Actually you will not find any replicas of such clocks. They are rather cheap initially and hundreds of thousands of them were made and still being produced by Chistopol Clock Factory (ЧЧЗ). There were 4 basic modifications as could be seen in attachments, from 1954 to 1982. Last model remains unchanged in production for more then 25 years. In times of difficult economical situation in Russia in mid 1900-s, there were many attempts to go for foreign markets with such clocks, so dials were marked with military logos, submarines, etc.

Chistopol Clock Factory was established in 1942 during WW2 when Second Moscow Watch Factory has been evacuated from Moscow to town of Chistopol (nowadays located in Respublic of Tatarstan). It would be interesting for you guys to know that initially Second Moscow Watch Factory was established with use of Ansonia Clock Co. machinery bought in 1929 by Soviet Government. I've made some post about this earlier: https://mb.nawcc.org/showthread.php?t=59059#1. So it looks like these clocks do have American roots )))))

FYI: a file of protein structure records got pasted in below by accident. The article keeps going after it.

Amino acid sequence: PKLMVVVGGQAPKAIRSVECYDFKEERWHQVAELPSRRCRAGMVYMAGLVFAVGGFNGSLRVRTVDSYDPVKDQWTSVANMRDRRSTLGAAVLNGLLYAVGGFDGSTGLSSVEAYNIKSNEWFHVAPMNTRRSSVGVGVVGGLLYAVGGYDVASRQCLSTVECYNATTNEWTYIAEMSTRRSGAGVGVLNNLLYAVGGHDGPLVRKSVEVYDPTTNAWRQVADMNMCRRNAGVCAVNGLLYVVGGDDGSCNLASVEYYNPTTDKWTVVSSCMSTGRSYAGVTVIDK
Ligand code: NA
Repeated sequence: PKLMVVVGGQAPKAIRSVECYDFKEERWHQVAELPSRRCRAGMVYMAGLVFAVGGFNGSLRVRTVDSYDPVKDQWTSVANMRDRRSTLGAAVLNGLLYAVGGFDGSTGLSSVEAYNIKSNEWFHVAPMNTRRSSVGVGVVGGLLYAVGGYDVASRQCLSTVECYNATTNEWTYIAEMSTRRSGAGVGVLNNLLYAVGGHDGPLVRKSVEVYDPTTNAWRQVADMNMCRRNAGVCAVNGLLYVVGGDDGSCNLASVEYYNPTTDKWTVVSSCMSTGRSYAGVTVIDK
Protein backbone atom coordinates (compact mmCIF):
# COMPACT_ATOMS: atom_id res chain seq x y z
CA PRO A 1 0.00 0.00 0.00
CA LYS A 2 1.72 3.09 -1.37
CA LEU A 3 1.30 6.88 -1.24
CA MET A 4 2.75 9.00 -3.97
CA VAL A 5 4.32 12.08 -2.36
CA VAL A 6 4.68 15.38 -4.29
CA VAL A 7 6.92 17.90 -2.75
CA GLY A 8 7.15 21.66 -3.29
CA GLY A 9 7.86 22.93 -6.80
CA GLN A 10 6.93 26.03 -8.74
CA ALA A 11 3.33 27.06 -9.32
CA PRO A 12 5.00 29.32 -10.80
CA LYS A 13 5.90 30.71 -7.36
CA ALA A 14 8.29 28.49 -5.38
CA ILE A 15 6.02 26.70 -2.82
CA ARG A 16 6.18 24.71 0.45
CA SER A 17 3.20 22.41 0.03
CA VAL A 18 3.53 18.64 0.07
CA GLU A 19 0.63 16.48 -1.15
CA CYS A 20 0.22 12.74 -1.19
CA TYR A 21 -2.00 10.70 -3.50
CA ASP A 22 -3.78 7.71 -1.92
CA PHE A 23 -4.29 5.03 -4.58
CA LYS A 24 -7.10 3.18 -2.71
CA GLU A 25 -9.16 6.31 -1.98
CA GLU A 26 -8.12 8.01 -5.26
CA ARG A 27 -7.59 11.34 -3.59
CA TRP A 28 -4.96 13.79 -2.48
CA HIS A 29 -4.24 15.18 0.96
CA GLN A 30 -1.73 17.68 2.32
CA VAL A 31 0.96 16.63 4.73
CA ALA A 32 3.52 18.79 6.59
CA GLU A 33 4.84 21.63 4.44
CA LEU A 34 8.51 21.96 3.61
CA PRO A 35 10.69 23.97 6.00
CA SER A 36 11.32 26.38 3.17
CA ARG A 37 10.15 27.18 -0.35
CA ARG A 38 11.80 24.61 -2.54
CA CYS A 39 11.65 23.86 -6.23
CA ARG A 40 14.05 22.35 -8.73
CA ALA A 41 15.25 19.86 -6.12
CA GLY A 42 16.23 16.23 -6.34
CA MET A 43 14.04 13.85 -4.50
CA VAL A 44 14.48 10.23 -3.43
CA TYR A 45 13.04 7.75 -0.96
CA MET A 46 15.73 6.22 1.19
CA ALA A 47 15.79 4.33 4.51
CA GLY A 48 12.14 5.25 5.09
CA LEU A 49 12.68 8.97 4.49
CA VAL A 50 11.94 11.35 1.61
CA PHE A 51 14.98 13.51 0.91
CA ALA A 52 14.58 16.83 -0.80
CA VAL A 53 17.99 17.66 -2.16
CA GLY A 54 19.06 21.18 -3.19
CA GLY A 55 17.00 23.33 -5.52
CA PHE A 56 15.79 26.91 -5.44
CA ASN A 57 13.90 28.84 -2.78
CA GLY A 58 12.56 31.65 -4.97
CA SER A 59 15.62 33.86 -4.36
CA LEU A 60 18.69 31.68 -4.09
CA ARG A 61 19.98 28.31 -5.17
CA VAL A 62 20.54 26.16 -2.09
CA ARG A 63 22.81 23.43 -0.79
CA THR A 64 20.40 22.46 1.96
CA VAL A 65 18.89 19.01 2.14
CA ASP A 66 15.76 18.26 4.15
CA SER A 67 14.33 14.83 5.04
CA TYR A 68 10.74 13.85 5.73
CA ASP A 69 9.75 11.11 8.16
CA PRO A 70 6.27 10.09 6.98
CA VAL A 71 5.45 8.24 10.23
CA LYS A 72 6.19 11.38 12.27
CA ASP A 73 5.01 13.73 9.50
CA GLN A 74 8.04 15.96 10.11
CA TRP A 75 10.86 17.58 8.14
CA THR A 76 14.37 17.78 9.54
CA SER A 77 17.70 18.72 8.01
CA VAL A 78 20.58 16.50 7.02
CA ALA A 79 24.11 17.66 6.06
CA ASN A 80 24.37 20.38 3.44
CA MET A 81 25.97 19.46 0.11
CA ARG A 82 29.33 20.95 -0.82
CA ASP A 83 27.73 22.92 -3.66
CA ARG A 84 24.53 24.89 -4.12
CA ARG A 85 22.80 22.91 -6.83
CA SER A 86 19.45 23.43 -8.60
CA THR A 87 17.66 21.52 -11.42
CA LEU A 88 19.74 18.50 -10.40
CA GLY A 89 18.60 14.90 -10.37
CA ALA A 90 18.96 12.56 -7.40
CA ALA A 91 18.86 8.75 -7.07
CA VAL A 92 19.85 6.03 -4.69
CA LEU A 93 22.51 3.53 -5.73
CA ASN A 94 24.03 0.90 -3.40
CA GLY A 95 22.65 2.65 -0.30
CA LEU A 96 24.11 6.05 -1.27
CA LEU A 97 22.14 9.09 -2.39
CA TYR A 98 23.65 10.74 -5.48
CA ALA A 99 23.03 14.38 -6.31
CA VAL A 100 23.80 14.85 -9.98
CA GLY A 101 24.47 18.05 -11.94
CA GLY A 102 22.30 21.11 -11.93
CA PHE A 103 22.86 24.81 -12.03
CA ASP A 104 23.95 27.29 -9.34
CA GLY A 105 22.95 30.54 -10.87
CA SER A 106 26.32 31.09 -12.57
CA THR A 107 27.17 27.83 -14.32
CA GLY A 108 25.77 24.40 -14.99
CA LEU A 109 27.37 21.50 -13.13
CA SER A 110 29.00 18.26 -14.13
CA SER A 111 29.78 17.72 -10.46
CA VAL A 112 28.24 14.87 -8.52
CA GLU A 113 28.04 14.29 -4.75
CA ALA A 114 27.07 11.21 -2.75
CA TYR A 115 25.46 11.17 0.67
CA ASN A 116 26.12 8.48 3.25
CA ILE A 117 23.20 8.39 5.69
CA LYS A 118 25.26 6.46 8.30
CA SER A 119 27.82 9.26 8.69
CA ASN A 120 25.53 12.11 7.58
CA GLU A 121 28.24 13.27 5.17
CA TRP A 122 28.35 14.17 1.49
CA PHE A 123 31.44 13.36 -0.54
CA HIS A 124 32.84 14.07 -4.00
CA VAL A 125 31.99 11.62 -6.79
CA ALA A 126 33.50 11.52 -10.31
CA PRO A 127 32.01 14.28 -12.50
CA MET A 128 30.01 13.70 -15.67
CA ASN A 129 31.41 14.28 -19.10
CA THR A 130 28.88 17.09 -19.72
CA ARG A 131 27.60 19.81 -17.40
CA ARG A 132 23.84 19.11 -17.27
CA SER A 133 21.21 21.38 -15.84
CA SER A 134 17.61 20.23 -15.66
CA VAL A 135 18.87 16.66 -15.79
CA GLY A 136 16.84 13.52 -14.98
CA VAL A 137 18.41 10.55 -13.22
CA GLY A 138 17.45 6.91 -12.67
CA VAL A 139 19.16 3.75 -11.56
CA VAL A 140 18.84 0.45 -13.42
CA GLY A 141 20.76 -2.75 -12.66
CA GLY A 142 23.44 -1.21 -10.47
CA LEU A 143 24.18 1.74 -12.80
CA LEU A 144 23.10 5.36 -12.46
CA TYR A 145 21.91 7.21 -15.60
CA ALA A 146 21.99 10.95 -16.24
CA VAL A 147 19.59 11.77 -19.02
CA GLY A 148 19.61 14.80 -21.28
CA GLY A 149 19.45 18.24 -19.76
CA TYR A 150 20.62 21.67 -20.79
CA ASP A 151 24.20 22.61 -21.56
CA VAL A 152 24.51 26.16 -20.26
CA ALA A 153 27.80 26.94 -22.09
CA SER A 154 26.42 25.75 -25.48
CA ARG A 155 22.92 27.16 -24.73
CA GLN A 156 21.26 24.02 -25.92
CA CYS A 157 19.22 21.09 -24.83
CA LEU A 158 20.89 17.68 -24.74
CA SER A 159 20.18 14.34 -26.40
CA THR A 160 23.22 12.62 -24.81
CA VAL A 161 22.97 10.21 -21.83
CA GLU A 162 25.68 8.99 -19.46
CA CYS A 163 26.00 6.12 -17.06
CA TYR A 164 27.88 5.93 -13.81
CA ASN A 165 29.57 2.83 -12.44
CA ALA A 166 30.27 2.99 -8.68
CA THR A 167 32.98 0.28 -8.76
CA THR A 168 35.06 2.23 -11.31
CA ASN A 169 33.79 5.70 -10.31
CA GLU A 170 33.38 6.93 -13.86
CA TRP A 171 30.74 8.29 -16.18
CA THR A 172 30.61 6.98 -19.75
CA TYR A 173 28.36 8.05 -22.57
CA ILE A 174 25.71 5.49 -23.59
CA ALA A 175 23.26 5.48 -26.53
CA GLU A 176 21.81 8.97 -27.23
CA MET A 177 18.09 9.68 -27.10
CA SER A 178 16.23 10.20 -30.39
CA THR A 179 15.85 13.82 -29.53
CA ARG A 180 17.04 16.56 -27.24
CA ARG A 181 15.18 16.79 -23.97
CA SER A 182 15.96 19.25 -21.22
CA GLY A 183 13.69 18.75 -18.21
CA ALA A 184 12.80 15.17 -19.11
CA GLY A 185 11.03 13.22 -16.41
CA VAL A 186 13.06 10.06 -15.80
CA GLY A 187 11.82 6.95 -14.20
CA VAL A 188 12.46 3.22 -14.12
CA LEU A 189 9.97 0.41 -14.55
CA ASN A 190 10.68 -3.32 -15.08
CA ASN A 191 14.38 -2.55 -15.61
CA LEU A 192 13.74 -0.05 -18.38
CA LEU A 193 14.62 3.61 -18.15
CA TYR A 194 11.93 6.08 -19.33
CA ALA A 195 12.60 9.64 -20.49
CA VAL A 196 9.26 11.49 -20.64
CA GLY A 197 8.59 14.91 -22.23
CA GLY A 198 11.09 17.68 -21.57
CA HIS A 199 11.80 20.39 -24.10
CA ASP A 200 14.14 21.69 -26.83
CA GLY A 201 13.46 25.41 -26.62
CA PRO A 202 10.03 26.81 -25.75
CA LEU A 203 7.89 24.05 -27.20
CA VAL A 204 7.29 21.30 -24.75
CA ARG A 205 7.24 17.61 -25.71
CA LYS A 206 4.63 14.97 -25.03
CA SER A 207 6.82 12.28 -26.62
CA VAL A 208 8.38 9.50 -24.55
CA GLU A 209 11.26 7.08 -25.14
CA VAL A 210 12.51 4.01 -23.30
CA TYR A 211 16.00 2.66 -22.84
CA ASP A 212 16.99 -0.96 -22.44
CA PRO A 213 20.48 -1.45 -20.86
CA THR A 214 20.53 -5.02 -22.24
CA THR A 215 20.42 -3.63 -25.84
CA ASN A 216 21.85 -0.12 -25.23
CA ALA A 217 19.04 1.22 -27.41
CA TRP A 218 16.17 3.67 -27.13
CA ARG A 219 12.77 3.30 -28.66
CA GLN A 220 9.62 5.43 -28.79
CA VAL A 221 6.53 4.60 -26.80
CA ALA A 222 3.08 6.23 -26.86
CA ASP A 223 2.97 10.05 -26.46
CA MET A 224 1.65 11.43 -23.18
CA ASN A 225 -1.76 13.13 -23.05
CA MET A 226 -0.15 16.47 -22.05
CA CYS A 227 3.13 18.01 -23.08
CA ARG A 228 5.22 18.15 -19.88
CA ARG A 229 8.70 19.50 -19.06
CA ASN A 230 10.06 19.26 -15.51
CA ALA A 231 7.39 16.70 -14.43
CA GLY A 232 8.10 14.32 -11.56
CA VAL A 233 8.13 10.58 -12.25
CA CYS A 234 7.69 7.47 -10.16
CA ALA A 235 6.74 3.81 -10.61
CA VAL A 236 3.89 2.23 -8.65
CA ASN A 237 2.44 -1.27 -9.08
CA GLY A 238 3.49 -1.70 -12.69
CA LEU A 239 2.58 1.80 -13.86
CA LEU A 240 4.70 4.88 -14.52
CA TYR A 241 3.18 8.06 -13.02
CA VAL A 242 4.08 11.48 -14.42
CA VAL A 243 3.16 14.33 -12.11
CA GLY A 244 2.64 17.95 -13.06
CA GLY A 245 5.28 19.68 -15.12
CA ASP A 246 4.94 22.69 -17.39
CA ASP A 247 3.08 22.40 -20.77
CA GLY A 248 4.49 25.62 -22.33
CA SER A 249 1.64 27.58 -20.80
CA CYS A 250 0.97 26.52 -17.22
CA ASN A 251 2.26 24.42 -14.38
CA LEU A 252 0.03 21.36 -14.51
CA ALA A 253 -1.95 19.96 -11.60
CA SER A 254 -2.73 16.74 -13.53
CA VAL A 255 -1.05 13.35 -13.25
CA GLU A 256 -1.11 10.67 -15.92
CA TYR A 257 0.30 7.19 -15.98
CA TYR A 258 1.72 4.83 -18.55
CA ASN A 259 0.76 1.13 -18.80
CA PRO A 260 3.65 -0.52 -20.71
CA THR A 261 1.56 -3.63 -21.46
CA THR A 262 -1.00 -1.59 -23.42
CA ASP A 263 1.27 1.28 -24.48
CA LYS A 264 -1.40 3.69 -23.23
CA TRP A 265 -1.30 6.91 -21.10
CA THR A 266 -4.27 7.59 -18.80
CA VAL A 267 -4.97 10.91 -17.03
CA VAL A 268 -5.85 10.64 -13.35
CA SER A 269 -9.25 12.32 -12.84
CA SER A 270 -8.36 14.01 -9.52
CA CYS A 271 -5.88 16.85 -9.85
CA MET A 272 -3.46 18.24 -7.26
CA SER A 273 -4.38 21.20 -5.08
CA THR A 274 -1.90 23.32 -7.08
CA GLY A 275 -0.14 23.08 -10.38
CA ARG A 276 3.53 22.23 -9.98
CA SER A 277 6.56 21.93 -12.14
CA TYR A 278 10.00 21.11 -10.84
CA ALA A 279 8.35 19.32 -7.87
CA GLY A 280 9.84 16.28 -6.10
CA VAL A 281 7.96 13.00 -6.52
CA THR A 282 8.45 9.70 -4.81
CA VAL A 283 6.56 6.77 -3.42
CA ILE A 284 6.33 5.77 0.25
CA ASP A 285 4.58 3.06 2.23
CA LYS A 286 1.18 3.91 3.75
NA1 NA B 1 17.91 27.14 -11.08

BR,Oleg
 

Attachments

stickfly

Registered User
Jan 20, 2011
28
27
13
59
Gravesend UK
Country
20150410_225656.jpg 20150410_222959.jpg 20150410_222841.jpg
Hi,
I've not been here for a while but had a look around as I remembered this thread regarding the Soviet Submarine clocks.
I have owned the clock pictured above for about 5 years now and it is a superb clock. It keeps great time despite the fact that it looks a little beaten with the flakey paint.
I have a few questions though.
1. The pictures I have seen on the 'net that look like this clock all have a second hand but mine does not. Is my clock supposed to have a second hand ?